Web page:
We are Melbourne Lawyers who deal with a lot of rape cases. We believe it is very important for our clients to understand what they are facing. A rape charge is about having sex when the other person is not consenting. If you intentionally sexually penetrate another person without consent you are guilty of rape.1 Sexual penetration includes oral, anal and vaginal penetration2. .Rape may be committed by and against both men and women.
- The statutory provisions
- The elements of rape
- Possible defences by rape lawyers
- Sentencing outcomes
- Case examples from our firm
The Crimes (Rape) Act 1991 (Vic) introduced a number of significant changes to the law in Victoria. Among those changes was to the fact that a woman could not be guilty of the rape of another person.3 Now this is not the case.
Pursuant to s 38 of the Crimes Act 1958 (Vic) (“the Act”), a person commits rape if they:
- Intentionally sexually penetrate another person; and
- The other person does not consent to the penetration; and
- They did not reasonably believe the other person consented to the penetration;
Generally people think of rape as being the insertion of a man’s penis into a woman’s vagina. However, as expert rape lawyers know, rape includes the insertion of any part of their body (such as their fingers) or an object into the complainant’s (the person making the allegation) vagina or anus, or of their penis into the complainant’s mouth.
This page briefly explains some basic legal advice in a rape charge.
The prosecution must prove each element of the crime beyond reasonable doubt. There are four elements of rape. As outlined above, a person commits rape if he or she: (1) sexually penetrated another person; (2) intentionally; (3) without that person’s consent to the sexual penetration; and (4) the accused did not reasonably believe the other person consented to the penetration.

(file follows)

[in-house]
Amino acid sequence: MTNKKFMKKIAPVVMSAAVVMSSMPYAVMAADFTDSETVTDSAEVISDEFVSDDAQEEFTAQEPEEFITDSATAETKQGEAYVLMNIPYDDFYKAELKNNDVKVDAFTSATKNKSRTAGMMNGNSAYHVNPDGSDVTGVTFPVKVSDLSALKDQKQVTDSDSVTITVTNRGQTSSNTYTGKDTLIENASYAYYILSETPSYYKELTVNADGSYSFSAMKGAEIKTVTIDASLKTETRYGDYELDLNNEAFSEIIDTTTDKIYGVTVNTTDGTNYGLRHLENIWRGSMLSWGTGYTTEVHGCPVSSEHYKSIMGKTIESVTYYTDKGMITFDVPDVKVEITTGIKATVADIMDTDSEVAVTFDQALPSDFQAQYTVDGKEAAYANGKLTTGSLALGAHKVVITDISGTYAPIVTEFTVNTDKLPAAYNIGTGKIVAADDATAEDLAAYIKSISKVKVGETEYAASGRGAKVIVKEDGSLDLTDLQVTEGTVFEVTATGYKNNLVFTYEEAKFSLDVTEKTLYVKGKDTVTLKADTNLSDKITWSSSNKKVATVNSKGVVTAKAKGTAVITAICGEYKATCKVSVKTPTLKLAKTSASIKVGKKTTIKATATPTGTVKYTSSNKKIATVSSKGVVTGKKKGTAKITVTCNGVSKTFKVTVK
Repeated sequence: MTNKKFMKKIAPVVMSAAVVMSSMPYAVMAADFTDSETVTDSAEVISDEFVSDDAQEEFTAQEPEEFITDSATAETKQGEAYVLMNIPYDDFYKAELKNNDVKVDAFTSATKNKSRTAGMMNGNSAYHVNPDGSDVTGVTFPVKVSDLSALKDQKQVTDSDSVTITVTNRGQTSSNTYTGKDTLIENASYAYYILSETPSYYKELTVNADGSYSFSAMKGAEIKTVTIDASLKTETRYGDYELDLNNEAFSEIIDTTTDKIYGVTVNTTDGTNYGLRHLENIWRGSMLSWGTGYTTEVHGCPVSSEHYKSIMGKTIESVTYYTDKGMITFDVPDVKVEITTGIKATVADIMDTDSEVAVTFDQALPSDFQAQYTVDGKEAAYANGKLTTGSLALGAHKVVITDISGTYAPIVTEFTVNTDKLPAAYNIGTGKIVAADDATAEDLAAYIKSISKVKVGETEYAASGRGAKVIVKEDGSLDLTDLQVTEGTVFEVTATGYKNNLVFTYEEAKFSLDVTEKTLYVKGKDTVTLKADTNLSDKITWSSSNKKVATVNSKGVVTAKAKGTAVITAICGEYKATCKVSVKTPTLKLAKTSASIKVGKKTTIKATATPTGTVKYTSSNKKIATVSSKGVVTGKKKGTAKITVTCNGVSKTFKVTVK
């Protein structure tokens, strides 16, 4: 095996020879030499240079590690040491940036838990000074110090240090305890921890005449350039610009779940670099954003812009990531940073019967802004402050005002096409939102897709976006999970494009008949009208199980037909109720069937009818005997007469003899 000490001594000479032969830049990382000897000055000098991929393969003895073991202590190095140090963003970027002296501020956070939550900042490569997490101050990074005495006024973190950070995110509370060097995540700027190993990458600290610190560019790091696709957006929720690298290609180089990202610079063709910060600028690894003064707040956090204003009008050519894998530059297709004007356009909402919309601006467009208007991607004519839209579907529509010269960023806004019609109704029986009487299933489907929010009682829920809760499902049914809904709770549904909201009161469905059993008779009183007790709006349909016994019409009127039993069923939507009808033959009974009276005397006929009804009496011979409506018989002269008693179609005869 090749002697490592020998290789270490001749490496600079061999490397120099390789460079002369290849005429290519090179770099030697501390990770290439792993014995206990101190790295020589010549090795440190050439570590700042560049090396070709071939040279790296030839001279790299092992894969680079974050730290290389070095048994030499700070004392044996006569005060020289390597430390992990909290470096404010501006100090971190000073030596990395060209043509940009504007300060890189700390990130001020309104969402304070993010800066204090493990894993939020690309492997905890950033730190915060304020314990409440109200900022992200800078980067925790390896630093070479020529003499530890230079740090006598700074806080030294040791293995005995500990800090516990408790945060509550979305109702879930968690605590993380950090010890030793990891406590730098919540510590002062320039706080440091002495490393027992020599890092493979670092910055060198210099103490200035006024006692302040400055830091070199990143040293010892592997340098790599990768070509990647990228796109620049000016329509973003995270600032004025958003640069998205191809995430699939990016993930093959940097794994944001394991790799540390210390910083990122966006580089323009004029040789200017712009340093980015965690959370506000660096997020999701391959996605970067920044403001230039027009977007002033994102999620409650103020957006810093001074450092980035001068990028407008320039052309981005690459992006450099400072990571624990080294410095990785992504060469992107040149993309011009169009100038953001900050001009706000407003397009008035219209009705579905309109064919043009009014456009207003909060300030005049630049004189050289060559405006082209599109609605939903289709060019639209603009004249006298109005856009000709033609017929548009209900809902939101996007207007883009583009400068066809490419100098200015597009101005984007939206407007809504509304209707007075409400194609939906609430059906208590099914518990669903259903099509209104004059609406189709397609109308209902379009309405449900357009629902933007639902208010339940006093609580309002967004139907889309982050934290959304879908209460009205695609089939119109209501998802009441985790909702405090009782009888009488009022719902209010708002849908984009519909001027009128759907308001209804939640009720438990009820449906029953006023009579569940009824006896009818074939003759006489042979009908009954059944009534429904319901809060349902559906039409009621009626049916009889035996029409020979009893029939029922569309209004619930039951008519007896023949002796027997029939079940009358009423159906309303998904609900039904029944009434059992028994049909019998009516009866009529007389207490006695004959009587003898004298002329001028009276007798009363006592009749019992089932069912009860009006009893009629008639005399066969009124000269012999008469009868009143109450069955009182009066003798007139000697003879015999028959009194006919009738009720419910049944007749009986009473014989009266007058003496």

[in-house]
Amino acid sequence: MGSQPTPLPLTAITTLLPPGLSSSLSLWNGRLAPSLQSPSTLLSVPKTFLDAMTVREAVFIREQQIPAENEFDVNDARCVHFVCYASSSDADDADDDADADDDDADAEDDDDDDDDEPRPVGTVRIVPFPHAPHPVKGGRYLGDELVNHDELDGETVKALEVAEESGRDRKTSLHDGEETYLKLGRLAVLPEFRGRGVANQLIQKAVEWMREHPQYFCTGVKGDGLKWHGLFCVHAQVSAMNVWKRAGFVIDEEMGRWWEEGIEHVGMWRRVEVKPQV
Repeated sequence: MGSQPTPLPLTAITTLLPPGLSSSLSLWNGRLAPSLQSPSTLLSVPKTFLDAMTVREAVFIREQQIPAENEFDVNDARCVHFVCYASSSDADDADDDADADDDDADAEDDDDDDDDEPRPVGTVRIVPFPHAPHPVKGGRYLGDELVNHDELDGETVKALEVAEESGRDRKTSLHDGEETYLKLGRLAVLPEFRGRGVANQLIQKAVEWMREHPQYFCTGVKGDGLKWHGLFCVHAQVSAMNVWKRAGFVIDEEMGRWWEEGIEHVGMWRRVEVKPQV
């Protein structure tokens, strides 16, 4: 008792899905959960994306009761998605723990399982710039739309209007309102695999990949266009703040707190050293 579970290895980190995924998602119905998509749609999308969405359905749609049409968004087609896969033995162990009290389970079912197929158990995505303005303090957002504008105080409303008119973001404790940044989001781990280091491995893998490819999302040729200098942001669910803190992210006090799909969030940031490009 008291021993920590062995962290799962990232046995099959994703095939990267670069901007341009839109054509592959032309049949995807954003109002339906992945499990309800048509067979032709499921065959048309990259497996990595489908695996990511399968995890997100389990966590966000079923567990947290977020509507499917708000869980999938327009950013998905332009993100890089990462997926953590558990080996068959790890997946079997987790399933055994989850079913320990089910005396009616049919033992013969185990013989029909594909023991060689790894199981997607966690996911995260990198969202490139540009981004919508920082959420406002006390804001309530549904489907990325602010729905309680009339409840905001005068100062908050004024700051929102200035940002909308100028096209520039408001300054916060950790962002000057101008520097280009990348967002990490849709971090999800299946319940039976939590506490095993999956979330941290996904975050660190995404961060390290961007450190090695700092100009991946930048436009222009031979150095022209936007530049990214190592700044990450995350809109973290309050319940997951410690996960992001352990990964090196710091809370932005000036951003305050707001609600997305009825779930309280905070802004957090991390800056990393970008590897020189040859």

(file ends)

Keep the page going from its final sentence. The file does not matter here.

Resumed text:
If the prosecution is unable to establish each of these four elements beyond reasonable doubt, then an accused is not guilty of the offence. The job of an expert rape lawyer is to show that one of the elements is not being proved.
Element 1: Sexual penetration
The prosecution to prove rape must prove that an accused sexually penetrated the complainant.
Sexual penetration is defined in the relevant law. A person sexually penetrates another person if they introduce any part of their body or an object into that person’s vagina or anus. A person also sexually penetrates another if they introduce their penis into that person’s mouth. Inserting another body part, such as fingers, into another person’s mouth without their consent is not rape. A person also sexually penetrates another for the purpose of this element if, after having introduced their body part or penis into the person with that person’s consent, they continue to keep it there if consent is withdrawn.
Getting another person to do any of these things also satisfies this element and may be rape.
The concept of penetration includes even slight penetration. The prosecution only has to prove that there has been penetration to any extent. Mere touching of the relevant body part is not enough to satisfy this element of a rape charge.4
Penetration only needs to have been slight or fleeting and does not need to have been committed for the purposes of sexual gratification.5 The prosecution is not required to prove that a man ejaculated.
The Prosecution does not need to specify the exact way the complainant was penetrated. It is sufficient to simply allege that they were penetrated by a penis, a bodily part or some other object and this is sufficient for rape.6 However in defending a rape charge the complainant’s evidence might be used to show that the complainant is lying or mistaken.
Meaning of vagina
In a rape case Vagina is defined to include the “external genitalia” as well as a “surgically constructed vagina.” Rape can therefore be committed against transsexuals.
Element 2: Intention
The second element that the prosecution must prove is that the sexual penetration was intentional.
Element 3: Consent
The prosecution must also prove that the complainant was not consenting at the time.
Whether or not there was consent is often a central issue in rape trials. Under the Act, consent means free agreement.7 The Act provides a non-exhaustive list of circumstances in which a person is not consenting:
- the person submits to the act because of force or the fear of force, whether to that person or someone else;